virtual love with them.

   There are now more than 500 MUDs on the Internet, most of them free of
charge, and they are as varied as the world itself. LambdaMOO, operated out of
the Xerox Palo Alto Research Center in California, is what users call a
``social'' MUD_players' alter egos talk and interact with one another without
any real game going on. Others abound: Star Wars, a role-playing MUD; Cyberion
City, for kids; and Elysium, which offers supernatural encounters.

   Some of the tens of thousands of MUD users, who tend to be young males,
spend as much as 80 hours a week playing their cyberspace persona. But if
other parts of life_like studying and working_do not suffer, the computer time
may actually be beneficial to some people, Turkle says. ``Some adolescents go
through six months or a year of intensive use, but then the characters and the
experiences have offered them a way to work through personal issues,'' she
adds. ``Then, they're ready to go on to RL''_the mudders' term for Real Life.

   Stephen White, a fourth-year computer science major at the University of
Waterloo in Ontario_and the creator of the MOO program that is now the basis
for many of the virtual communities_says that MUDs ``can be very addictive,
even destructive.'' MUD, he says, can also stand for Multiple Undergraduate
Destroyers because ``there are a lot of people who have flunked out because of
addiction to these things.'' White himself says that he went through a period
of ``addiction'' when he encountered MUDs in 1990. Now, however, he limits
himself to one, exclusive MUD_he declines to give the name_where he ``hangs
out'' with on-line friends. Says White: ``Having other people in with you from
all over the world_it's a pretty mind-blowing experience.''

   At Mount Allison University in Sackville, N.B., where all student residence
rooms have access to the Internet, MUD playing is not encouraged by the
administration nor by the student-run computer services department. But, as
far as wasting computer time goes, where there's a will there's a way. ``If
you want to talk about computer addiction at Mount A,'' says Keith, a
chemistry-mathematics major who declined to give his full name, ``you should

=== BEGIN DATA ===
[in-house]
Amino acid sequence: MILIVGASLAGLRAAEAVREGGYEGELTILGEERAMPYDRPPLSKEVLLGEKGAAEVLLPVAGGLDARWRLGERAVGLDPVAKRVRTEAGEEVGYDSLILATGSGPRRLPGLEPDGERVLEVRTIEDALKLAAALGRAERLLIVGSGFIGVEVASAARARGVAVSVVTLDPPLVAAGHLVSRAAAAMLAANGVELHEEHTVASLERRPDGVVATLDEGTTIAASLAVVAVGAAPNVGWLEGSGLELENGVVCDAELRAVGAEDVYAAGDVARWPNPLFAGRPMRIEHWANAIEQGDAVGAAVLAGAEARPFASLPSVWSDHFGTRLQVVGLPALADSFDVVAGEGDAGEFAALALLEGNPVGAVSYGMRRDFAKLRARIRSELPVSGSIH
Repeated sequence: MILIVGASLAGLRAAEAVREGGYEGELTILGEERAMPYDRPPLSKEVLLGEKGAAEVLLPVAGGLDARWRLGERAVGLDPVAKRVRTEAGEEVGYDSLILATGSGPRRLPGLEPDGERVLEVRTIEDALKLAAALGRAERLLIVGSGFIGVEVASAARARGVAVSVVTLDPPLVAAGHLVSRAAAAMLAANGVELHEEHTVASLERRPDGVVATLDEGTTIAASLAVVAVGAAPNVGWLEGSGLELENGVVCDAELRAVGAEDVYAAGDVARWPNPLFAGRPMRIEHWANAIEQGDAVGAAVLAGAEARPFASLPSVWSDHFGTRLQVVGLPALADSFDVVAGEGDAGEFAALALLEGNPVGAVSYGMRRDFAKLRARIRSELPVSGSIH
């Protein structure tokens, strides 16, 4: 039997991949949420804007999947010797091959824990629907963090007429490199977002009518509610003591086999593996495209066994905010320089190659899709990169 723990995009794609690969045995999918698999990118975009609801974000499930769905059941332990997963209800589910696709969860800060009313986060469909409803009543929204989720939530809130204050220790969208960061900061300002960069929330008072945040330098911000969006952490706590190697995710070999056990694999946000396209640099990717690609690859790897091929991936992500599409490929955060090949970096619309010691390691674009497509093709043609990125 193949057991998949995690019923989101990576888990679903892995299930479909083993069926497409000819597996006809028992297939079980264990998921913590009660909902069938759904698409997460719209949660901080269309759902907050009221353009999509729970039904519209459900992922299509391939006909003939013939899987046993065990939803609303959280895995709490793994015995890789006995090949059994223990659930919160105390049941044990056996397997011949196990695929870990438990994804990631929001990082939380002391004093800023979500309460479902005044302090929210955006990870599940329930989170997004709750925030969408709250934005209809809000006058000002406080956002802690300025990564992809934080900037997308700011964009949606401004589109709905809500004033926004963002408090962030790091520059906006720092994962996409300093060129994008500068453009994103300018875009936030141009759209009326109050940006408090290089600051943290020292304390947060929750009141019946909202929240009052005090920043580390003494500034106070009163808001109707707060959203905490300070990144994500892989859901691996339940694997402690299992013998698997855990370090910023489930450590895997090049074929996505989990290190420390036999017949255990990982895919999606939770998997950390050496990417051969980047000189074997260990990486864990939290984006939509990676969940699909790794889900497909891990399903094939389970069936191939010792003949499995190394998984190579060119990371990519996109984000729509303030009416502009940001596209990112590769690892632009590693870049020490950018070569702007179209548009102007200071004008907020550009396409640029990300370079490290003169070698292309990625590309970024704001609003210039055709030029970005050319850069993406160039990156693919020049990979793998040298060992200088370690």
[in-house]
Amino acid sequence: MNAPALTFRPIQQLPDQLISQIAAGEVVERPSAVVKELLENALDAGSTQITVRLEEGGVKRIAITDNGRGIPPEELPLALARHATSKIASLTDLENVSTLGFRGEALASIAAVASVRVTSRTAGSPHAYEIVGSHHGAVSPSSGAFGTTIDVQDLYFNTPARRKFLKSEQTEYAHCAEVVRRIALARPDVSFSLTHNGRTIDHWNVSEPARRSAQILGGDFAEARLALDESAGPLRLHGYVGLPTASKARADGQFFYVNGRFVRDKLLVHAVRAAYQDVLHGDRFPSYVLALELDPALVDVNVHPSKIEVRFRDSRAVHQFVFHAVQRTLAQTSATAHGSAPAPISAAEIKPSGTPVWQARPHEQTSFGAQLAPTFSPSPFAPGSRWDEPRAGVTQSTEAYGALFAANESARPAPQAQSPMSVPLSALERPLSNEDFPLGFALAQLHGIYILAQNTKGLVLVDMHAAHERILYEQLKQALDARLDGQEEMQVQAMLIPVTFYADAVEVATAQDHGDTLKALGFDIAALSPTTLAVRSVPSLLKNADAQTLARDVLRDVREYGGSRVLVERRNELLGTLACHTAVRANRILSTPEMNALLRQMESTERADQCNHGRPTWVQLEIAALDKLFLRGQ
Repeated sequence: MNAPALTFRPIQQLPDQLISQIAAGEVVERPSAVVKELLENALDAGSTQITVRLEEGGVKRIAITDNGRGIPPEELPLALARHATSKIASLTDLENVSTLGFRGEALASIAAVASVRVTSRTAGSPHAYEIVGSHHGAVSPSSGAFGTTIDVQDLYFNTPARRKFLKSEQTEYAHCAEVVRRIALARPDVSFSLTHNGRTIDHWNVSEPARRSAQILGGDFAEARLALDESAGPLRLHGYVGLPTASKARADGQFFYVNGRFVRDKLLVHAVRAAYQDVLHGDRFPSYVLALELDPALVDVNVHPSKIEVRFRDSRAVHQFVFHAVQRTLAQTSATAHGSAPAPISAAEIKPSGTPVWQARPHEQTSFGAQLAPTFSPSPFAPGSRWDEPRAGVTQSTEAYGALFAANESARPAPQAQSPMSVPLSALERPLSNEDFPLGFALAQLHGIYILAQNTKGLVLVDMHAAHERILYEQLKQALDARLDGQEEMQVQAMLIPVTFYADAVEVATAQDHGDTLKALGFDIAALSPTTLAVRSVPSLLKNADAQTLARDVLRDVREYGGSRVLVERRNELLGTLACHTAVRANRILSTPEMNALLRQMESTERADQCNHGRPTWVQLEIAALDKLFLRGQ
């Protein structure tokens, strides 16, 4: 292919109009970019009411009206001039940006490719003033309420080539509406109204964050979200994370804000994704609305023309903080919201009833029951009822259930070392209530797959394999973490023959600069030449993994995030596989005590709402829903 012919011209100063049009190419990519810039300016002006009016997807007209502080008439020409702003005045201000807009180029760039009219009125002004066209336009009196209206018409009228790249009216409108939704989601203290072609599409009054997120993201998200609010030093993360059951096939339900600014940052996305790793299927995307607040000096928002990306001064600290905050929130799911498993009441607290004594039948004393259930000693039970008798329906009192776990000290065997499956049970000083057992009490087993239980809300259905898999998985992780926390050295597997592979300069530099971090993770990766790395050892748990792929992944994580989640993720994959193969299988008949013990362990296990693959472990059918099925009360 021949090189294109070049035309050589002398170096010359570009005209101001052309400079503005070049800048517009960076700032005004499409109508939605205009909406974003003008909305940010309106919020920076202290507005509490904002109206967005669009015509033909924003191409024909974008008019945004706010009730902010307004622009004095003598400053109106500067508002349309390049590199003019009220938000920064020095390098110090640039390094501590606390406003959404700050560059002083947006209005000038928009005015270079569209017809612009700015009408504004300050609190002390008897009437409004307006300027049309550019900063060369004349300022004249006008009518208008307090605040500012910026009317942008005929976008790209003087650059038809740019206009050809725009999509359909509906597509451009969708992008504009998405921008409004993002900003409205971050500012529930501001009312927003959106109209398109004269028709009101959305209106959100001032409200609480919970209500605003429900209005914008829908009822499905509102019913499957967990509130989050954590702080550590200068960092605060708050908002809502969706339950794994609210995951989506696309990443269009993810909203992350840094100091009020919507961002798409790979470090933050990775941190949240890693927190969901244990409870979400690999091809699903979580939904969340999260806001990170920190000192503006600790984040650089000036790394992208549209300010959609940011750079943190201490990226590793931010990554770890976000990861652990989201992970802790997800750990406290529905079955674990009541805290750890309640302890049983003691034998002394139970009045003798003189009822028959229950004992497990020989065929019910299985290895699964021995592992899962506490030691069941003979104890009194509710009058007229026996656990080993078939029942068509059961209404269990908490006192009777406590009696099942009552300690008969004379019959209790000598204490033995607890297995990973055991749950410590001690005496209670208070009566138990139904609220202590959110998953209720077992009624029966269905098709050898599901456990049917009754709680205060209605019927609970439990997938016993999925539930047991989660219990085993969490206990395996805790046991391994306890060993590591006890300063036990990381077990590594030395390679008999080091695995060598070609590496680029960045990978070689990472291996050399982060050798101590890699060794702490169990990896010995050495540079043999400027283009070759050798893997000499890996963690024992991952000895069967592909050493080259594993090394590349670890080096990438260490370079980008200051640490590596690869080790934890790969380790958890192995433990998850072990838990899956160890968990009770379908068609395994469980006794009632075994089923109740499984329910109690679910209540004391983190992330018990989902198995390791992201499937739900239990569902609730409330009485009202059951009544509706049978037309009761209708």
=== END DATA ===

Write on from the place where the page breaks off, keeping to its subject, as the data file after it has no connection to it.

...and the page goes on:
talk about Doom.'' Produced by id Softwareof Mesquite, Texas, Doom is the big,
violent daddy of computer games_and one of the best-selling in industry
history. Playable by modem or through a network, it challenges gamers to blast
their way through a sci-fi world of demons and evil mutants_not to mention
other players. Doom took Mount Allison by storm earlier this school year,
Keith says. ``On my floor, sometimes you'd get four or five guys playing, all
hooked up over the network,'' he adds. ``The object of the game is to shoot
the other guy. It's kind of neat, actually.''

   Janice Vian, a Calgary childhood psychologist, says that the violence of
computer games, and the repeated stimulation designed to keep people playing,
are potentially habit-forming, even dangerous. ``I think that it is similar to
pornography,'' says Vian. ``If you show people erotic material and they get so
they like it, they're going to want something a little bit more forceful, more
ambitious, more intense. And eventually, the only things that are left are
things that you wouldn't want someone to do.'' She has a similar view of
Internet chat groups and MUDs. In her family-counselling practice, Vian
recalls a teenager who was spending long hours on the Internet where he was
constantly exposed to racism and hostile talk_the insulting Net banter known
as flaming. ``The hostility coming out of him was just extraordinary,'' Vian
says. ``He could do pretty well anything on a computer, but his social skills
were so appallingly erratic that he was almost impossible to live with.''

   The computer kick is not just for kids. David, a Toronto writer in his
early 60s, has used computers in his work for years. But only since last
December_when he upgraded his obsolete home computer to a more powerful
model_has he recognized the computer's ``addictive qualities.'' David is a fan
of Minesweeper and Solitaire, both of which come with the Windows operating
system. ``Time just flies_you don't notice it,'' he says. ``Somehow you think
to yourself, `Well, maybe I'll stop,' and then before you know where you are
you're playing another round of the game.''

   David, who often finds himself playing until 1:30 a.m., fumbles for words
to describe the attraction to such time-wasters. ``I don't have an addictive
personality,'' he says. ``But this is something else again. It's partly the
technology itself_it works so smoothly, it's so easy to do. But it's partly
just, you know,'' he adds, pausing, itals``fun.''